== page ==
Our industry is at an interesting crossroads. On one hand, pressure to share clinical and real world data is increasing. The necessity for global data sharing has been magnified by the pandemic. Ambitions to accelerate research and the race for vaccines have been heightened by intense societal and economic need. This acceleration is taking place inline with significant technology development that has made it possible to access, process and share sensitive personal data in ways we have never contemplated.
This has given rise to two competing demands. First, the need to share health data with others as a means to accelerate research. Second, the need to protect personal health data and patient identity. Health regulators around the globe are instituting new policies to address both.
Along with these evolving needs, technology that enables the systematic assessment and transformation of health data as a means to best protect patient privacy is a critical consideration. Governmental health regulatory agencies, specifically Health Canada, EMA and the FDA are identifying, creating, and altering policy to address health data sharing expectations and acceptable disclosure risk thresholds. This includes patient and trial participant privacy considerations and the use of data anonymization (applying qualitative and quantitative risk assessments) as a viable solution to measure the likelihood of patient reidentification. Below is an overview of each regulatory branch and their current policy/position.
Health Canada PRCI, enacted in 2019, is emerging as the front runner in public policy relating to data sharing and anonymization of clinical trial results. The Health Canada PRCI guidance document specifically lays out its principles for protecting personal information, applying the “serious possibility” test to determine when information is about an identifiable individual. The document goes on to state that clinical information must be adequately anonymized (vs. outright redacted) prior to public disclosure to avoid the possibility of re-identifying individual clinical trial participants. Further, acceptable methods of data anonymization must be conducted on any potentially identifiable clinical data. Health Canada PRCI goes on to delineate the following practices for data anonymization:
EMA Policy 70 sets guidelines for Pharmaceutical Sponsors for publishing clinical data to enable public scrutiny of trial conduct and outcomes and to advance the application of new knowledge to future/secondary research purposes. While stating that the protection of personal data is paramount, EMA Policy 70 lays out its vision for clinical trial transparency as follows:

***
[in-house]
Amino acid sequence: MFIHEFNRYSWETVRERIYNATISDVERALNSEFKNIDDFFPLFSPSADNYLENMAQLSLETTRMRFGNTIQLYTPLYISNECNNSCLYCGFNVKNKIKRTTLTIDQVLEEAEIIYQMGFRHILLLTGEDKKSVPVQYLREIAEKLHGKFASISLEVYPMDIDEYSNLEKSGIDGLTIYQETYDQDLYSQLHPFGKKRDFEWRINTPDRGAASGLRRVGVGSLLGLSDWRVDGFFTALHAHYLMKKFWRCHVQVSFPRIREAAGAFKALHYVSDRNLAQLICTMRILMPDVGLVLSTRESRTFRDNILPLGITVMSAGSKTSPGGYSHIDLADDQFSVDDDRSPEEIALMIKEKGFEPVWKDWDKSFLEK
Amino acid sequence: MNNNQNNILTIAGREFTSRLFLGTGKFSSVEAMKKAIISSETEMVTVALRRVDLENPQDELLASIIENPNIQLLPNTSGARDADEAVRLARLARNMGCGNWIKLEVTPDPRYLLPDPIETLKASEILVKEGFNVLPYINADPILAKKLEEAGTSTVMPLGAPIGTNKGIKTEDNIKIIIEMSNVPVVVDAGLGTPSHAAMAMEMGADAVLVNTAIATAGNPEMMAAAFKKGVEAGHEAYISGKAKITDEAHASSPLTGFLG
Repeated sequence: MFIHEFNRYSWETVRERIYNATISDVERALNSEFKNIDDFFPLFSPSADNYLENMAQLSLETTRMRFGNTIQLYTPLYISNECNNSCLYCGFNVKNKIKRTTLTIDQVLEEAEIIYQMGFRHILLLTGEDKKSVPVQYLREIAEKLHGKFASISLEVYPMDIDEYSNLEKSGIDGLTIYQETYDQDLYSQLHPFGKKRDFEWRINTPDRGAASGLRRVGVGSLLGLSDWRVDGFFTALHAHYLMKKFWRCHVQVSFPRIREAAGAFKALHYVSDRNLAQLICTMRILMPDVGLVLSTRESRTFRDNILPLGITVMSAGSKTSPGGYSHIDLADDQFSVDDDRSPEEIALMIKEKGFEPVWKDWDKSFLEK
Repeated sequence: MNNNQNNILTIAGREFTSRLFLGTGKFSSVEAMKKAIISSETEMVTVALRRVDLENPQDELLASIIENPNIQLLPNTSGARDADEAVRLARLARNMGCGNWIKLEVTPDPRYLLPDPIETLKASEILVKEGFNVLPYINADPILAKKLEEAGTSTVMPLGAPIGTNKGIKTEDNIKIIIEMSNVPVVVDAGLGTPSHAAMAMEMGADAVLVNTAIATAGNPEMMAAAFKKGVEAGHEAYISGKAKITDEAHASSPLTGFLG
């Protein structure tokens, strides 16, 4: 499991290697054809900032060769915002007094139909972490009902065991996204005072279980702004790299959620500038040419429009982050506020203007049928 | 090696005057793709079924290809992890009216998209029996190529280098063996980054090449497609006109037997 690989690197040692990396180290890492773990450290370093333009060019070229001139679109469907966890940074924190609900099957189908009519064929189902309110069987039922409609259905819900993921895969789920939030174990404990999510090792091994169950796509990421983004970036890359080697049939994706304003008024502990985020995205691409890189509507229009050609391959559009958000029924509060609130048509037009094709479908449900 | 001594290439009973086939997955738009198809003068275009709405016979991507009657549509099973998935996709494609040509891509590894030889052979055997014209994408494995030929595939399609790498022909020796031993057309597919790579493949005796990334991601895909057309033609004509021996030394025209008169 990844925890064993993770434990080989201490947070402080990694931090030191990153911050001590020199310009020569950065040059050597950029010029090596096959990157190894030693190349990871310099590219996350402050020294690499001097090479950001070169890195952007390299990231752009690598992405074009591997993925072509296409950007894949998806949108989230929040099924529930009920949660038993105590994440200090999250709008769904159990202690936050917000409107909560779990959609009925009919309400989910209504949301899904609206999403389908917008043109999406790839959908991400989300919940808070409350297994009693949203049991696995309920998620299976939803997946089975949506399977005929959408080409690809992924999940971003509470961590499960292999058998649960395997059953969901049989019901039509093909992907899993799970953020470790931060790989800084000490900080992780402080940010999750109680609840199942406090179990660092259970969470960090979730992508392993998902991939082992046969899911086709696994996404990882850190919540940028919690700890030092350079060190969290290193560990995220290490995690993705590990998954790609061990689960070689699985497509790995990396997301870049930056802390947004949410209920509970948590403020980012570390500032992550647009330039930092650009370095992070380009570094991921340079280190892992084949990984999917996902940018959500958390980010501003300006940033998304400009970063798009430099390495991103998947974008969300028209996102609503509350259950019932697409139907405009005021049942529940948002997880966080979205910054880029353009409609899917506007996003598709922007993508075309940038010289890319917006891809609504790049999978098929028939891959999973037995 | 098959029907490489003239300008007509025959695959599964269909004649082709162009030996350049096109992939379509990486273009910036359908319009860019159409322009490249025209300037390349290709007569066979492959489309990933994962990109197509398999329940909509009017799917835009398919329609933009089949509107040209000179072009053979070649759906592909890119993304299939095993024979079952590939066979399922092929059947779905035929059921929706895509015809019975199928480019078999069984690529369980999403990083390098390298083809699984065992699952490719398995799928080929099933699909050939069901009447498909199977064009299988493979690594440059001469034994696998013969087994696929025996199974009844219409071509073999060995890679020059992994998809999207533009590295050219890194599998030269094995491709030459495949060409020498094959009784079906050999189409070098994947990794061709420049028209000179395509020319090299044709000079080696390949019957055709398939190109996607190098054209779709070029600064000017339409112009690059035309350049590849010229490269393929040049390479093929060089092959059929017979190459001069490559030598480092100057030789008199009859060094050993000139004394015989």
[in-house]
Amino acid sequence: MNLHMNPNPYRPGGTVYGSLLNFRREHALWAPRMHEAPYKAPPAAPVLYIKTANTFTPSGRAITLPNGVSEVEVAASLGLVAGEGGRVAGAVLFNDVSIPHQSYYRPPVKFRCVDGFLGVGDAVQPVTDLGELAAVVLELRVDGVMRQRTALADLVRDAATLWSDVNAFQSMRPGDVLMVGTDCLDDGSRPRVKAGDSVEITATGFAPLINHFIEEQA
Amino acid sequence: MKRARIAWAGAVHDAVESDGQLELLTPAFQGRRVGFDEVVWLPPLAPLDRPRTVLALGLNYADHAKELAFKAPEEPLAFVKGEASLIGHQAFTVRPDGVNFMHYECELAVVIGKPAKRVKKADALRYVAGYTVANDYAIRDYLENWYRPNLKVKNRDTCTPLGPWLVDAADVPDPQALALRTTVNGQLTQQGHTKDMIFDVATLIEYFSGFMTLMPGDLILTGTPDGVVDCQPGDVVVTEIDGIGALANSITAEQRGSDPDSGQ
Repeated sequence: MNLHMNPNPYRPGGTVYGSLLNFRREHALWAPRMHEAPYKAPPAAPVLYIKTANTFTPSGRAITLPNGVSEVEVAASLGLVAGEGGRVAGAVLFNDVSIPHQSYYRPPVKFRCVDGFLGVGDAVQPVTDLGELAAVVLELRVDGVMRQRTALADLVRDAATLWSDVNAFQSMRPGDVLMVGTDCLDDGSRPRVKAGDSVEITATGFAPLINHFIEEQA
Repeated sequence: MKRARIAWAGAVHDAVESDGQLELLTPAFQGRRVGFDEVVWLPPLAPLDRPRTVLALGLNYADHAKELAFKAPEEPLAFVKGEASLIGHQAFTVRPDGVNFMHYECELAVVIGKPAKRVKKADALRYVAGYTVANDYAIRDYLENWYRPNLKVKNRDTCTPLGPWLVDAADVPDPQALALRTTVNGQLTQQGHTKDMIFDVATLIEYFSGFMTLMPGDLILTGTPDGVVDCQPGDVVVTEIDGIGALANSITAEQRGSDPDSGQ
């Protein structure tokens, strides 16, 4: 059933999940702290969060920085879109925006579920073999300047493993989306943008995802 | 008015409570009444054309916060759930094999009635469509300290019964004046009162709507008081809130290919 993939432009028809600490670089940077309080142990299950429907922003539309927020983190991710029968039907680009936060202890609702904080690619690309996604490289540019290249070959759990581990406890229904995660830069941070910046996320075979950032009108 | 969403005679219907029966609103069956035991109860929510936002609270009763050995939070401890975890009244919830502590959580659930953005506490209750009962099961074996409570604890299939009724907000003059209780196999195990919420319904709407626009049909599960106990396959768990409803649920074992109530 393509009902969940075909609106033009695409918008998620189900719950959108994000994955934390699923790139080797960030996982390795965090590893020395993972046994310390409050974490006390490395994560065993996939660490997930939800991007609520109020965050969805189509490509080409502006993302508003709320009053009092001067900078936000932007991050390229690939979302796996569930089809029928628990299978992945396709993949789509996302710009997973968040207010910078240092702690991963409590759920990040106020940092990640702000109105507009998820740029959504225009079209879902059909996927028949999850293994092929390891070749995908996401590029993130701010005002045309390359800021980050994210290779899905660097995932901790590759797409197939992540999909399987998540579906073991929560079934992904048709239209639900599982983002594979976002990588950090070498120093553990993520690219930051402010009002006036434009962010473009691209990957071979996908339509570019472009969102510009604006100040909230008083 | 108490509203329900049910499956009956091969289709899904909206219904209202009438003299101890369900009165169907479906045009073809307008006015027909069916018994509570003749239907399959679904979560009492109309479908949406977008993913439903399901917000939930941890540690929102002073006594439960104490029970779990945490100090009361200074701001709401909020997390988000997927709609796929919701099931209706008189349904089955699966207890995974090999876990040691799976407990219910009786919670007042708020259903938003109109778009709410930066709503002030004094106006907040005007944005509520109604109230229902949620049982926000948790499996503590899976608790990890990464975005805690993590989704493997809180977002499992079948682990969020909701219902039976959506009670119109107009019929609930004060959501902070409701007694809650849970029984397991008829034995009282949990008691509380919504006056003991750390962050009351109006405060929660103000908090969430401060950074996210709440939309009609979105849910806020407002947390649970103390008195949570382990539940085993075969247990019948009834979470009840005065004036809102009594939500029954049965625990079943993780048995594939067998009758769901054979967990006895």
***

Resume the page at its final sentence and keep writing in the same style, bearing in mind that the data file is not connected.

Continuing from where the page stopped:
A high degree of transparency will take regulatory decision-making one step closer to EU citizens and promote better-informed use of medicines. In addition, the Agency takes the view that access to clinical data will benefit public health in future. The policy has the potential to make medicine development more efficient by establishing a level playing field that allows all medicine developers to learn from past successes and failures. Furthermore, it will enable the wider scientific community to make use of detailed clinical data to develop new knowledge in the interest of public health. Access to clinical data will allow third parties to verify the original analysis and conclusions, to conduct further analyses, and to examine the regulatory authority's positions and challenge them where appropriate. . 1
EMA Policy 70 focuses its evaluation of effective anonymization based on the following criteria:
An anonymization solution preventing all three of the above criteria is considered robust and therefore sufficiently anonymous according to the EMA.
FDA (Food and Drug Administration) Transparency Statement
The FDA appears to be watching the global trends. While it has no official policy, in its latest statement on clinical trial transparency, it states:
To realize the benefits and opportunities provided by a more transparent drug approval process, we must first identify, and address, some of the challenges facing the global drug development community. The FDA is committed to improving collaboration efforts with drug-approving regulatory agencies in other countries, and to increasing transparency related to the scientific basis for drug approval decisions. The FDA is working on multiple fronts to support these efforts and apply best practices.2
It stands to reason that as Health Canada PRCI and EMA Policy 70 advances, it may only be a matter of time until the FDA releases a more robust and up-to-date set of policies and guidelines with respect to clinical trial data and document disclosure. In the meantime, many global pharmaceutical sponsors are taking the “lowest common denominator” approach - meaning, they will combine the most stringent policies and guidelines and apply them in practice at a global level.
Real Life Sciences, LLC works with clinical trial managers, R&D teams, investigators and researchers to provide the following services: Automated redaction and anonymization of clinical and real-world data and documents and qualitative and quantitative risk assessments process and workflow automation, expert regulatory knowledge and strategy and process consulting.
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